Closed church shares assets with shelter, relief fund
While the doors of a Thunder Bay church have closed, its members have turned the closure into a window of opportunity to help others in need.
Northwood Park Church of Christ has closed after 49 years. The church’s assets are being liquidated and divided up for donation to two community initiatives — $50,000 to the Disaster Relief Fund and $200,000 to Shelter House.
“Our numbers were dwindling and after an agonizing process we thought it best to close the church and liquidated the assets,” John Whitfield, a trustee at Northwood Park Church of Christ, said in an interview on Monday.
“One of the strong feelings was we should use a significant part of this money locally to give assistance to those in the community. It was easy to settle on these two groups to receive a donation because they reflected on their activities what we had as our objective.”
While closing the church was a painful experience, Whitfield said the congregation hopes these donations will help them continue their work.
The donation came as a surprise to Shelter House, said Patty Hajdu, executive director. The shelter is always in need of donations of any kind, and this large sum will help with plans for expansion.
“We are excited about this money because we are trying to reach a very marginalized population,” she said.
“With this money, we will hold on to it until such time when we have enough capital to move forward with expansion plans.”
The plans include expanding the alcohol treatment program which has 15 beds but will need more. The shelter also wants to create a segregated youth facility that will include rental arrangements to help them develop skills and move into the housing market.
“About 25 per cent of our shelter population is young people right now,” Hajdu said. “Young people have a real hard time finding shelter in Thunder Bay. The housing market is tight right now and many landlords are not keen on renting to young people.”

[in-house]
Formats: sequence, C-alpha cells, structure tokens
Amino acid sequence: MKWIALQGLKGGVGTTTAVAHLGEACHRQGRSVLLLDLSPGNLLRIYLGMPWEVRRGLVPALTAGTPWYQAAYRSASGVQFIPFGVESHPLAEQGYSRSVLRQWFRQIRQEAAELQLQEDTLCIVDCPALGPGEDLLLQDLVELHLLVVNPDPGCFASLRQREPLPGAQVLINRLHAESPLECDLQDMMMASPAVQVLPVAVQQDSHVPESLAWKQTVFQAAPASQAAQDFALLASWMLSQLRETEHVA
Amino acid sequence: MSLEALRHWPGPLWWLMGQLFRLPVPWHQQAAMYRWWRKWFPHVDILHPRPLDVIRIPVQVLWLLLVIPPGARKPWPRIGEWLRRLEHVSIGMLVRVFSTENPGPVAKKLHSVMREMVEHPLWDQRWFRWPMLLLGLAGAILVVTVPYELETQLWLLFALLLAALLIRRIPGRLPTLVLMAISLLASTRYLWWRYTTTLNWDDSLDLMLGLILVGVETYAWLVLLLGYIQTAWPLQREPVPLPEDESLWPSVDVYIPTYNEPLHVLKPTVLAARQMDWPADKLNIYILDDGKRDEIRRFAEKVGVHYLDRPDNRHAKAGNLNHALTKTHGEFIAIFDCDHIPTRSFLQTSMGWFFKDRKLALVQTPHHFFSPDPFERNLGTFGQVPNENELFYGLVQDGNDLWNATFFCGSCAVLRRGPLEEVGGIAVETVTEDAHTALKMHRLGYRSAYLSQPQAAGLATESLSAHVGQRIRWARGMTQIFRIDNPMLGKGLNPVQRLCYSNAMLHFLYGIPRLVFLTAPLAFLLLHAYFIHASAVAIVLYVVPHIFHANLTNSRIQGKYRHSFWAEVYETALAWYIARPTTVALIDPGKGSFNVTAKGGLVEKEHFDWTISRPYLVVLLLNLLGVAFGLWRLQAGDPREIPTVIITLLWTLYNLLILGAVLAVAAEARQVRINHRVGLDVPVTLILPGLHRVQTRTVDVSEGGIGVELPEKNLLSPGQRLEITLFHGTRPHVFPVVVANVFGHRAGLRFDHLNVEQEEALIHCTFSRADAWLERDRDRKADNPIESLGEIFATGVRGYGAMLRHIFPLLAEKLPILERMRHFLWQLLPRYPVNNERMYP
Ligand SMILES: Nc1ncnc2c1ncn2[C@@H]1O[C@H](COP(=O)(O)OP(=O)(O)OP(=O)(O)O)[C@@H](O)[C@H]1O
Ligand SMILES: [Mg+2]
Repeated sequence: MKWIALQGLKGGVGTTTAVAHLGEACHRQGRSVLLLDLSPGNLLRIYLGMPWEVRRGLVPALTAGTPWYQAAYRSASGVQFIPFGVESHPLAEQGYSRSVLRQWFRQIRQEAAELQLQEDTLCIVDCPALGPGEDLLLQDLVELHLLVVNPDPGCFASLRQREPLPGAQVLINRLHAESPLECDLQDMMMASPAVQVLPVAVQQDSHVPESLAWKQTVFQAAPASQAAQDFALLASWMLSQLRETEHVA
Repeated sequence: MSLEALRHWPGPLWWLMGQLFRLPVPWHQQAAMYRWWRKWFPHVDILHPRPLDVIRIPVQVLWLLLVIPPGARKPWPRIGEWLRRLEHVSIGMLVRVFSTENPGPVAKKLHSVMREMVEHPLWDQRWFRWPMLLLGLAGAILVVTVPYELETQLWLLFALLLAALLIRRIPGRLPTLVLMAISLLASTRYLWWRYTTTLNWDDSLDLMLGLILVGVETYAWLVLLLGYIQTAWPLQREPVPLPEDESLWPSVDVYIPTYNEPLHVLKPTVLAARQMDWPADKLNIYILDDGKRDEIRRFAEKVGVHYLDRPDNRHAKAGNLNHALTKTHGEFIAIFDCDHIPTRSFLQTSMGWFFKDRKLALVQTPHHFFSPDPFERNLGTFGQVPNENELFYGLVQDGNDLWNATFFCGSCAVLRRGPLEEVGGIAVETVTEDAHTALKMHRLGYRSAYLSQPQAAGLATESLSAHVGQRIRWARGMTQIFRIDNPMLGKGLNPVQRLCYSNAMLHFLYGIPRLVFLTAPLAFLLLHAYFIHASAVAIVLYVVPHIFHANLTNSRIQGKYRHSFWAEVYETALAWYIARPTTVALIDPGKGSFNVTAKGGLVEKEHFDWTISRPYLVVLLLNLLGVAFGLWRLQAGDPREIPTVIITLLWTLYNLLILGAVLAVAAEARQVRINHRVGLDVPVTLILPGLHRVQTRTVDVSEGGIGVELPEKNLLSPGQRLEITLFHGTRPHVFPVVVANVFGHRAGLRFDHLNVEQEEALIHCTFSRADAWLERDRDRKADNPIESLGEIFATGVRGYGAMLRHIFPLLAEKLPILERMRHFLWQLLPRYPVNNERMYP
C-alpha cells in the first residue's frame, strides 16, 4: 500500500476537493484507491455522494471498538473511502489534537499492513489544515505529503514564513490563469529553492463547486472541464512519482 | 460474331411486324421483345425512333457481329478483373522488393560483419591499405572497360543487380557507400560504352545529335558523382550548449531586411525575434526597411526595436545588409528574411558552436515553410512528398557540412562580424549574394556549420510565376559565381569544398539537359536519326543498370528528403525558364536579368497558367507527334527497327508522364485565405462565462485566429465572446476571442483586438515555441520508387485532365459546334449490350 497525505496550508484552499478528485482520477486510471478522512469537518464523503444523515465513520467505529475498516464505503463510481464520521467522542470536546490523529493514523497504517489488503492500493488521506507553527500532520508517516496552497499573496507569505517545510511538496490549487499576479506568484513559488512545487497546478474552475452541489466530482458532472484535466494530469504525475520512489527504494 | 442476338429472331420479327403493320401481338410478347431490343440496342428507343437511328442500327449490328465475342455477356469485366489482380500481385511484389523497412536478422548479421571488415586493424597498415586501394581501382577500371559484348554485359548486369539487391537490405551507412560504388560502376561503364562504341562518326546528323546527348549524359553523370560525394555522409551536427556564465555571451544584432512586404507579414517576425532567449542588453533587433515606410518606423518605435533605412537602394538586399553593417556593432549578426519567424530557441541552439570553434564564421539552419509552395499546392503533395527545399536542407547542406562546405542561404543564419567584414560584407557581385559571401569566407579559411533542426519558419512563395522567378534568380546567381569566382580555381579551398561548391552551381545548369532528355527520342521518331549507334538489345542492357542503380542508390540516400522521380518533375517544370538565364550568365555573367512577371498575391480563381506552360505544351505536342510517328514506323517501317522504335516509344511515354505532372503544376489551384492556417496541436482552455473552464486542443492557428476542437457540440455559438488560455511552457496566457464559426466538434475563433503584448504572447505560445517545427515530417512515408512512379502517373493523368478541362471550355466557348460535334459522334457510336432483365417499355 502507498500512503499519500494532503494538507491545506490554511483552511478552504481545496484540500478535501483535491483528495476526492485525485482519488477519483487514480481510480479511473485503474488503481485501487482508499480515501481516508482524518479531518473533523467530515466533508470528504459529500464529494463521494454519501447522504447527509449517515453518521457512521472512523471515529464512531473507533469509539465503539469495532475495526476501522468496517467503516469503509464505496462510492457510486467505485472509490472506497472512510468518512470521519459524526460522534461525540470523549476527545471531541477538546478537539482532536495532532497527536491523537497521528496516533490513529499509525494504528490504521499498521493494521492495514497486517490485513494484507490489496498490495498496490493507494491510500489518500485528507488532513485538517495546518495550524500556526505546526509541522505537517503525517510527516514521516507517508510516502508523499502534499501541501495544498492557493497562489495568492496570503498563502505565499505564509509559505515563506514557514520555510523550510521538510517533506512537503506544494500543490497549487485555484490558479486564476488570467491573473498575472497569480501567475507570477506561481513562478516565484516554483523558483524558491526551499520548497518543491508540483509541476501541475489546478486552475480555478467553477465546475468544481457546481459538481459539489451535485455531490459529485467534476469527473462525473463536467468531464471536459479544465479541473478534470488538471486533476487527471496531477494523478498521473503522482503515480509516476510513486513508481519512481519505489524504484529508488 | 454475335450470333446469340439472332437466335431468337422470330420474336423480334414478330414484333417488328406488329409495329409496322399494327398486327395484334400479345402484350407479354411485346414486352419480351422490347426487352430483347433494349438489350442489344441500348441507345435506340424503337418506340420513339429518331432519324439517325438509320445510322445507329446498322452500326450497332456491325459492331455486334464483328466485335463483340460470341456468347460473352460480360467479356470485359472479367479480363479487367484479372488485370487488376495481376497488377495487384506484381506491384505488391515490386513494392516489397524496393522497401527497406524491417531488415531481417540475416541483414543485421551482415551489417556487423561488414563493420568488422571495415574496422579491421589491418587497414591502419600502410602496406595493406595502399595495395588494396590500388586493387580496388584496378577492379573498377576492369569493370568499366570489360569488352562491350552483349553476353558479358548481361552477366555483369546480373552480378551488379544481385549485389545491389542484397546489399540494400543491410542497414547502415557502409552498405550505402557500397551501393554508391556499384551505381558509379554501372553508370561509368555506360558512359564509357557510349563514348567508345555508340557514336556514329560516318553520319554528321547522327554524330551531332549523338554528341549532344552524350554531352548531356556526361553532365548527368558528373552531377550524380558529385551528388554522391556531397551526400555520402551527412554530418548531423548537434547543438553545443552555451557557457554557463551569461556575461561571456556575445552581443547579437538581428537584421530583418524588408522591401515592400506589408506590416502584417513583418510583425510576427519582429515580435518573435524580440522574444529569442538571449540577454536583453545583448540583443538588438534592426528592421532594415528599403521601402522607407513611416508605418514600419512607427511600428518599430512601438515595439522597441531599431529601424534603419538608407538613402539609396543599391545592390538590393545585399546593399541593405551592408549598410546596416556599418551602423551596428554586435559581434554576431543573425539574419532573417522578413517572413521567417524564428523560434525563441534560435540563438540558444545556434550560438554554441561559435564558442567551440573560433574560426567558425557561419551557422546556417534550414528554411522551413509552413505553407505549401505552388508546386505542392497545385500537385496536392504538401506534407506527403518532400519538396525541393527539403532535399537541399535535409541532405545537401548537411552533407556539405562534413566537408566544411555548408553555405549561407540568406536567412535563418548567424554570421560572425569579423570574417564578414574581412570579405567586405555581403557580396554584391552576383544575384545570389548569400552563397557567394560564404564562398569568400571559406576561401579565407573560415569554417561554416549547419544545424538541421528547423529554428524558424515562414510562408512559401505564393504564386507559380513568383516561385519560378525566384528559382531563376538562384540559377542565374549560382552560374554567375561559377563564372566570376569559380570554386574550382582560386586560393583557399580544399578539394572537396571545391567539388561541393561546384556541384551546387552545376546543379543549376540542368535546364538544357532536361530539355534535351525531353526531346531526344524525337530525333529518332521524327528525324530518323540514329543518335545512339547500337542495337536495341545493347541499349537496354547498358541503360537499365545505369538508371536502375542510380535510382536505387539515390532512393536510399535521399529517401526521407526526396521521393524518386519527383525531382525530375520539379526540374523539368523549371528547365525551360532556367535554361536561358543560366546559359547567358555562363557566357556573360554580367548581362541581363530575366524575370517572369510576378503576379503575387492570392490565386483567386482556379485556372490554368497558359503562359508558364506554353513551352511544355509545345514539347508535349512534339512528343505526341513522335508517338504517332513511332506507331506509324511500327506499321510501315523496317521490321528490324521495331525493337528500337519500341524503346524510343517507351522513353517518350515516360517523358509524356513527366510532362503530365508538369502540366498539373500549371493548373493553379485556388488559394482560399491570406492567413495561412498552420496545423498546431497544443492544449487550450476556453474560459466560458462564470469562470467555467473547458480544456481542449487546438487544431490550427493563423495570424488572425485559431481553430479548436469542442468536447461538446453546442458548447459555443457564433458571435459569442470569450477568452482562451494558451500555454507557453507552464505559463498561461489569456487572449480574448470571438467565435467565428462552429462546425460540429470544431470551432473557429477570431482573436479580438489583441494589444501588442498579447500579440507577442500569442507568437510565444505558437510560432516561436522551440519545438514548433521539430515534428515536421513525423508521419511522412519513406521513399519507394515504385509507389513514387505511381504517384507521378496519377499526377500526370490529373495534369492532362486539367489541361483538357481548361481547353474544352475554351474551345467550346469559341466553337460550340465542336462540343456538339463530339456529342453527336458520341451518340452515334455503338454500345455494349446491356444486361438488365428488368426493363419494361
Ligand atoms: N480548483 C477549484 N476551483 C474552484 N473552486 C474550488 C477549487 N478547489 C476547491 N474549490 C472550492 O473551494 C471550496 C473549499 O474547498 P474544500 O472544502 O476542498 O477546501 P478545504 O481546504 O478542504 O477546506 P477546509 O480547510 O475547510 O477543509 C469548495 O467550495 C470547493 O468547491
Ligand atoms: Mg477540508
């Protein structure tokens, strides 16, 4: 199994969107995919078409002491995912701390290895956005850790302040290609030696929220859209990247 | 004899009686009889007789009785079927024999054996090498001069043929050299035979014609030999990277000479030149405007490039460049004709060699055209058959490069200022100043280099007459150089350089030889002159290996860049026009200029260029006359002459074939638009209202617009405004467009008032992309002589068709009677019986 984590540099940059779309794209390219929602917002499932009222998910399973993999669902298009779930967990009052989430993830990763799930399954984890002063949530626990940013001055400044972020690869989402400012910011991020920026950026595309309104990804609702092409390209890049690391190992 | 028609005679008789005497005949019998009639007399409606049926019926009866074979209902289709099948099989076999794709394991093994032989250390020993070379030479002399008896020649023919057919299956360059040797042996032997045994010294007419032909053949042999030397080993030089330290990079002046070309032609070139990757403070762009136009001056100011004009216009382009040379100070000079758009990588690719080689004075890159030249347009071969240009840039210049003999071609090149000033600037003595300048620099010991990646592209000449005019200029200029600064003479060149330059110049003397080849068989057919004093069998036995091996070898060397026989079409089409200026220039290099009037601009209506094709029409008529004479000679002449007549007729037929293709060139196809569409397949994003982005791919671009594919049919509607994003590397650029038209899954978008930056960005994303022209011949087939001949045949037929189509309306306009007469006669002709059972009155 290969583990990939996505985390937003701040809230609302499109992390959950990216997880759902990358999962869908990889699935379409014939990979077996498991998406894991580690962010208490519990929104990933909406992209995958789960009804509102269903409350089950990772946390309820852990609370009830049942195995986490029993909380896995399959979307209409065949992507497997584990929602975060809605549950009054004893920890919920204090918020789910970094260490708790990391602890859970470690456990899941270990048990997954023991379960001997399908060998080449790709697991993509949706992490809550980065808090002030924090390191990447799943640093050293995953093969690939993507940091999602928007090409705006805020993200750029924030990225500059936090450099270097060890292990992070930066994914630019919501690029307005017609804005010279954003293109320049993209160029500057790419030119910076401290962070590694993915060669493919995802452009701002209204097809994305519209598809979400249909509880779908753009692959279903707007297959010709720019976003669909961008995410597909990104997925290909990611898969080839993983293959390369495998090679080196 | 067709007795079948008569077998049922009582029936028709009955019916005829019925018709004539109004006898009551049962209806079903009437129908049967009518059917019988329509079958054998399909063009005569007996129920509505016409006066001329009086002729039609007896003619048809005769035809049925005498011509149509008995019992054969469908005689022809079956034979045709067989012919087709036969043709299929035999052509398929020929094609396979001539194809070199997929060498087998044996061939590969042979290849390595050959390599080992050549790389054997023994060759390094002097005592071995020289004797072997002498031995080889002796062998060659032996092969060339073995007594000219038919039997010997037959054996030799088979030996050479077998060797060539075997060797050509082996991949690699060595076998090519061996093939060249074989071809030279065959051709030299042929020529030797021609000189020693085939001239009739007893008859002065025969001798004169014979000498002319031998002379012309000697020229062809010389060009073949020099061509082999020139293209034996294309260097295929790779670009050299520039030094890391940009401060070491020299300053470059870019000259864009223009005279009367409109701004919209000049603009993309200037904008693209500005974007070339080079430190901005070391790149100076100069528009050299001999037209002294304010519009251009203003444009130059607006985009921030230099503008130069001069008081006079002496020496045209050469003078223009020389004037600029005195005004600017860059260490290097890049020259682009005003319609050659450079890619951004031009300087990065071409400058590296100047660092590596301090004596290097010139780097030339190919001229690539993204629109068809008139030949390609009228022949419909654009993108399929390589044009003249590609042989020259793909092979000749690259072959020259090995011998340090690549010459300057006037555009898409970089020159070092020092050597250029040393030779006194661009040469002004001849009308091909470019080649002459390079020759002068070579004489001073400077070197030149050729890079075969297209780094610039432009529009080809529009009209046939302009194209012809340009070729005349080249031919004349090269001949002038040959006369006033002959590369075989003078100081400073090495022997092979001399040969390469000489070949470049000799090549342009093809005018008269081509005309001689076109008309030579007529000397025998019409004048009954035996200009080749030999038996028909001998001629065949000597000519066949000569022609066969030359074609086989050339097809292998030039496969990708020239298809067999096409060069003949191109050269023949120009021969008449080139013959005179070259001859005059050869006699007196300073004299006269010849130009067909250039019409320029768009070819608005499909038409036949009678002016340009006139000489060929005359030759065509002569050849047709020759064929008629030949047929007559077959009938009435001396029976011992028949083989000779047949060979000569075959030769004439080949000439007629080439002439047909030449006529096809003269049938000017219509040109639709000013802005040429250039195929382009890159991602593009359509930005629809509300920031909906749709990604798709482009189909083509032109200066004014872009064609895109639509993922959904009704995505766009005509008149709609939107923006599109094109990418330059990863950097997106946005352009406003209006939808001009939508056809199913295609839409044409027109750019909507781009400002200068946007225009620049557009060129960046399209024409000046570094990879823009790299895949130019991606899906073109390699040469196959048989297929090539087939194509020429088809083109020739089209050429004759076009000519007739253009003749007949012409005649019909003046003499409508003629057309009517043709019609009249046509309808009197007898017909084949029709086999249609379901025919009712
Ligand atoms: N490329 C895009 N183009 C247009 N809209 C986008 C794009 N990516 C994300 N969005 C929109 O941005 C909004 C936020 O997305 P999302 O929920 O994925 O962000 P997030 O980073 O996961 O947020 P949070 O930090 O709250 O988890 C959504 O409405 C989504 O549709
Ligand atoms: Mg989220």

The $50,000 donation to the Disaster Relief Fund is a “phenomenal” act by the congregation, said Wayne Fletcher, chairman of the disaster relief committee.
The donation will be matched by the provincial and federal governments, to assist victims of the May 28 flood.
“That $50,000 will become $150,000,” he said. “It’s one of our single largest donations to date.”
The donation couldn’t have come at a better time. The committee has until Jan. 31 to collect enough donations to qualify for the province’s two-to-one matching grants. Fletcher said he couldn’t give exact numbers, but around $1.3 million has been donated to date.
“We are coming into our final push,’’ he said.
“We have an event next week and something like this helps remind people we are still here and others will step forward,” he said.
Fletcher said the original goal was based on what it was believed the committee would need. So far the community has been generous and he has not been disappointed.
It’s also been about three months since claims by flood victims were filed.
Fletcher said all the claims should be sorted out by the end of the month so the committee will know exactly how much money is required.